This was the day I discovered the Calypso Orchid, and I am obsessed.
In many respects, this was not a great hike. It was shorter than we planned, and became an out-and-back rather than a loop, all because logging had disrupted the trail so much it was indiscernible. But, Number One Son was with us (bonus number one) and because we had to back track, Spousal Unit saw a bird fly out from the same spot twice. Number One Son discovered the nest with four eggs (bonus number two). I studied information on NestWatch, and this is most likely the nest of a Dark Eyed Junco. Other possibilities are Brown Thrasher, Song Sparrow and Spotted Towhee.
And then I saw the orchids (bonus number three). A single grouping on a hillside. Brilliant colors. So ornate. I could not wait to get home to look for more information about them.
Calypso is a genus of orchids containing one species, Calypso bulbosa, known as the calypso orchid, fairy slipper or Venus's slipper. It is a perennial member of the orchid family found in undisturbed northern and montane forests. It has a small pink, purple, pinkish-purple, or red flower accented with a white lip, darker purple spottings, and yellow beard. The genus Calypso takes its name from the Greek signifying concealment, as they tend to favor sheltered areas on conifer forest floors and bogs. The fairy slipper requires specific mycorrhizal fungi to survive.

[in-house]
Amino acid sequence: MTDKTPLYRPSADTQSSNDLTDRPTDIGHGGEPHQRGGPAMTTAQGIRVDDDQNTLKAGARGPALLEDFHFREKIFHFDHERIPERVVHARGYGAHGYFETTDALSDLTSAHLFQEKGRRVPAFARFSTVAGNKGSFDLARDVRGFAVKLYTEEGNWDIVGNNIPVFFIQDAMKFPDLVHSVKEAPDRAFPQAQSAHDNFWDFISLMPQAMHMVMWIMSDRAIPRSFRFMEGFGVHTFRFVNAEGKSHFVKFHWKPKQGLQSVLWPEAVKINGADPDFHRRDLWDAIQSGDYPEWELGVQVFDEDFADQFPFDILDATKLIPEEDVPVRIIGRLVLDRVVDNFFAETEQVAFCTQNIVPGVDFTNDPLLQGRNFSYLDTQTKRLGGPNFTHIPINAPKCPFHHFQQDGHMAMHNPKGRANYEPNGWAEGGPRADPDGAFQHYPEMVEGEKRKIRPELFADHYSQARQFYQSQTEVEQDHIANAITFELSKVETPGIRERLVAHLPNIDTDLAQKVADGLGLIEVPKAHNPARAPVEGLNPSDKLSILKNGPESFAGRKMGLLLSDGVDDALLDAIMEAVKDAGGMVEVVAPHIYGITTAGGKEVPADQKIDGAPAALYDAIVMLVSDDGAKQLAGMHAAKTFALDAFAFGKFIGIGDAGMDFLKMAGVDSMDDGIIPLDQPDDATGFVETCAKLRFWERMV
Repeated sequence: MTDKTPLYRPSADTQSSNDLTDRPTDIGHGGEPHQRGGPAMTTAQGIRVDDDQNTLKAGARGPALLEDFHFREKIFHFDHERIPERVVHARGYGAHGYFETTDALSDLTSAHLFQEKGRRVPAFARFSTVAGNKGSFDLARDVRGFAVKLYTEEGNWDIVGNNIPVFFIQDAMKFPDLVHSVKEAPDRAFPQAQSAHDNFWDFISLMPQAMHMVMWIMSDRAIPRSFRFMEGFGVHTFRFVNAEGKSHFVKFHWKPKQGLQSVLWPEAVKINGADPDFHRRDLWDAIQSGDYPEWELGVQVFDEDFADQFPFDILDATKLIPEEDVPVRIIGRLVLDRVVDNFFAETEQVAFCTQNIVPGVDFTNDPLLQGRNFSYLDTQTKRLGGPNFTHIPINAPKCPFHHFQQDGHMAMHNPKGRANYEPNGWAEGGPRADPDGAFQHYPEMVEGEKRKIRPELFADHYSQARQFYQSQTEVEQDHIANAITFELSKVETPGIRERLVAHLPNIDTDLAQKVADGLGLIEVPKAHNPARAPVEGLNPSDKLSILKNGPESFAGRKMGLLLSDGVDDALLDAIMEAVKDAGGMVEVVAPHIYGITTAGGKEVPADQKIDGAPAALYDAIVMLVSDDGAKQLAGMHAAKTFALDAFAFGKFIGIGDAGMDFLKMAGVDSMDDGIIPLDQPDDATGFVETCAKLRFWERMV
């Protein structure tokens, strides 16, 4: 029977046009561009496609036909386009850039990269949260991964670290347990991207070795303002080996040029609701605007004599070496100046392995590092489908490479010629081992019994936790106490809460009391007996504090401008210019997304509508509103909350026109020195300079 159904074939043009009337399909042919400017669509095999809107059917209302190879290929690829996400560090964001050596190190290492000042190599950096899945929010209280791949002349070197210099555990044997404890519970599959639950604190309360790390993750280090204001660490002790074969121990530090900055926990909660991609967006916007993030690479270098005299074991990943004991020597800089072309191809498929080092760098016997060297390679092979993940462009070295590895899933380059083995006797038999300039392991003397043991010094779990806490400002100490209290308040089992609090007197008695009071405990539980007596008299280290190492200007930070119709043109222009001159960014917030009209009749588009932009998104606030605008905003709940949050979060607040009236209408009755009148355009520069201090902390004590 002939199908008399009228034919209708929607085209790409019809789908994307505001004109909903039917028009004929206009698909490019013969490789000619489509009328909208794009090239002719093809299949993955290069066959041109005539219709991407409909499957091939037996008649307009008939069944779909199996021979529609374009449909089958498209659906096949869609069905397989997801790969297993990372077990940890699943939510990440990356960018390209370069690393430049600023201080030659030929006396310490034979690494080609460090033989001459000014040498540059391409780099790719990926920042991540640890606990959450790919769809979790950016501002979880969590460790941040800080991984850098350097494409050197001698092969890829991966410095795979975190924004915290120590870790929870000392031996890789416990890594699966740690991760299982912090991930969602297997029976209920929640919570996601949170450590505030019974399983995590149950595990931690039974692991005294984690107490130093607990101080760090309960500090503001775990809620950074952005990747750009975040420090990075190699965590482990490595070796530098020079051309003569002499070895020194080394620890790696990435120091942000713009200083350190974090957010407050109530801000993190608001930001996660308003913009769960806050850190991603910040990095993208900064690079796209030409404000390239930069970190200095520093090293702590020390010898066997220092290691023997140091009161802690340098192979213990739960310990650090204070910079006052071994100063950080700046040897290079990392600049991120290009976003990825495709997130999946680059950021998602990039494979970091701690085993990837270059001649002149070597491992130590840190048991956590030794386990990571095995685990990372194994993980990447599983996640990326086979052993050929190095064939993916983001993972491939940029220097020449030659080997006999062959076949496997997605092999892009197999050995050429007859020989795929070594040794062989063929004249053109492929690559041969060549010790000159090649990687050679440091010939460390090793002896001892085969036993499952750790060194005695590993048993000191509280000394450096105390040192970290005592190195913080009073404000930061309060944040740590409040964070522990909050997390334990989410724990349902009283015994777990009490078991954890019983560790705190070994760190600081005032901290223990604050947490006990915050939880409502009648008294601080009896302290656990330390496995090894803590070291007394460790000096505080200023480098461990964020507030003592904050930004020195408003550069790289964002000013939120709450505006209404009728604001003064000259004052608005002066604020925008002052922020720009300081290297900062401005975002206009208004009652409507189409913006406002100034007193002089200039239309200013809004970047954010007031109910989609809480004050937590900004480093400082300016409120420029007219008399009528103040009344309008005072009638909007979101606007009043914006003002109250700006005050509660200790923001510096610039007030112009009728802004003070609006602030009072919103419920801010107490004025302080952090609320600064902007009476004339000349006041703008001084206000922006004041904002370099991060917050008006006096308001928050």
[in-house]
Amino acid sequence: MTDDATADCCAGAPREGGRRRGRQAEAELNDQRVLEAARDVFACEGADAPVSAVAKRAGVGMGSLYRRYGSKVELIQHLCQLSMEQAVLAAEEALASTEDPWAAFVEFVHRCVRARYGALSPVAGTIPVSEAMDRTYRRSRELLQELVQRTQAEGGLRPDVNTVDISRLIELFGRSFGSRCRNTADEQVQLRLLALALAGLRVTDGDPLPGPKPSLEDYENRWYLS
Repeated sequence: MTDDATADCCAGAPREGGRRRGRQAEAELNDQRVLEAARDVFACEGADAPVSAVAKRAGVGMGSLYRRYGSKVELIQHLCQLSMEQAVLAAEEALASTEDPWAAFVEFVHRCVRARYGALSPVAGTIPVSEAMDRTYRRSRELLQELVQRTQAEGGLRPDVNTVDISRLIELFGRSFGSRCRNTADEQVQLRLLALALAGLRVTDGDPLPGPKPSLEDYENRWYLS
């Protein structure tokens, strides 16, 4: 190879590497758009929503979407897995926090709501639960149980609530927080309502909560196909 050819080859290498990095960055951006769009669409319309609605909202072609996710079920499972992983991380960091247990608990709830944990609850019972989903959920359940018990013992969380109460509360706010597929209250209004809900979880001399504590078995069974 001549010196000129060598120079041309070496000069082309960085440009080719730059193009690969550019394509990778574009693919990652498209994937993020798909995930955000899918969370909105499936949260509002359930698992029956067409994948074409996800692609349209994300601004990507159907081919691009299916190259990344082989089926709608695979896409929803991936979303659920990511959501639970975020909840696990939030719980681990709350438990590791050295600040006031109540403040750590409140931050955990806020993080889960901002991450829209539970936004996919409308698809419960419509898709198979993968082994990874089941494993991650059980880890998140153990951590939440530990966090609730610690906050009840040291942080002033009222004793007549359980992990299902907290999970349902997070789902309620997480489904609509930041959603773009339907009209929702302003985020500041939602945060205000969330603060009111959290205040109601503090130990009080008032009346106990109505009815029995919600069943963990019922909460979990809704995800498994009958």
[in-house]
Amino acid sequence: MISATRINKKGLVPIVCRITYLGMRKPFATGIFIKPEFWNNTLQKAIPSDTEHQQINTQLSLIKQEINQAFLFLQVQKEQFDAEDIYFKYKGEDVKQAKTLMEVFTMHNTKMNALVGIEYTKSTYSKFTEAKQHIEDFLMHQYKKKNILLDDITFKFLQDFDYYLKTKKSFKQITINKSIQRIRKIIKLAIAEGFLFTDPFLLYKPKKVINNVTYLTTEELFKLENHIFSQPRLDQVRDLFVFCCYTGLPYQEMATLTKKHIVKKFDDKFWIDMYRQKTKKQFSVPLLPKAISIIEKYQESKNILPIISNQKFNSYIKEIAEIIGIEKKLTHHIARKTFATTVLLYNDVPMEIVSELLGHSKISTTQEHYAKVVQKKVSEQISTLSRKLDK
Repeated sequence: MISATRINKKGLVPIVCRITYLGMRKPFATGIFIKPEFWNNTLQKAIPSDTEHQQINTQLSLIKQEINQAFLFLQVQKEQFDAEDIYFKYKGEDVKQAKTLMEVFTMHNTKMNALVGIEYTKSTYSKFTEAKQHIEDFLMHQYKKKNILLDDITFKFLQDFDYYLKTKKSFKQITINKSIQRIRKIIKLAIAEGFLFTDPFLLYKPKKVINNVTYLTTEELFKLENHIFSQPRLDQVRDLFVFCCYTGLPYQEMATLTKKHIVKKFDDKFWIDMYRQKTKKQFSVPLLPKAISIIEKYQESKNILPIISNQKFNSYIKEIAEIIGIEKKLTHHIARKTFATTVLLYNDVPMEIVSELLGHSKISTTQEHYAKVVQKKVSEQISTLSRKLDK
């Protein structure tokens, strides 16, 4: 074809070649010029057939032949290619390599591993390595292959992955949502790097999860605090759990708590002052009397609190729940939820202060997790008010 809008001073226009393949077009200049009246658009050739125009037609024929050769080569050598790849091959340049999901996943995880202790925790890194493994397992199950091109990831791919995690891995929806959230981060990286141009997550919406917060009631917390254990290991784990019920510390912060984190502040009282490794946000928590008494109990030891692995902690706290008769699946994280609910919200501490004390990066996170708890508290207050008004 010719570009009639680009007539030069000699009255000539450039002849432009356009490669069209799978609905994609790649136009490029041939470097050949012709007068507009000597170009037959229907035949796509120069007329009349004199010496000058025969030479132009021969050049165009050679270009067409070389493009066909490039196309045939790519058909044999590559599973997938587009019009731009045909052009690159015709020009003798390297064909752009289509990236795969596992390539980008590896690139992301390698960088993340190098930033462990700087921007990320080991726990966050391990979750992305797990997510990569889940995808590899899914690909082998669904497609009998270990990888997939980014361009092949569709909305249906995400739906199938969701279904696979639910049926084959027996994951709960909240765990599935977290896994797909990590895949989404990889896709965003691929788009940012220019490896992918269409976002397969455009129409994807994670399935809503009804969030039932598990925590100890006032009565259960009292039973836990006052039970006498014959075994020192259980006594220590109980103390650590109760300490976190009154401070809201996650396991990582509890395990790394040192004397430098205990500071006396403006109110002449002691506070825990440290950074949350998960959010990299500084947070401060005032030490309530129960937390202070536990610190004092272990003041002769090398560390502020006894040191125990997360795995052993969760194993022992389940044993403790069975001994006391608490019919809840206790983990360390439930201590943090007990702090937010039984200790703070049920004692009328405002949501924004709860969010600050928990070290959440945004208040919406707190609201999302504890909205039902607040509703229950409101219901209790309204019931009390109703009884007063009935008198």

Calypso bulbosa var. occidentalis, the Western Fairy Slipper, is found only in the Cascade mountain range and west of the Rockies in Alaska, British Columbia, Washington, Oregon, California, Idaho and Montana. It has a white beard and a lip that is heavily spotted with brownish-purple.
Linking to Mosaic Monday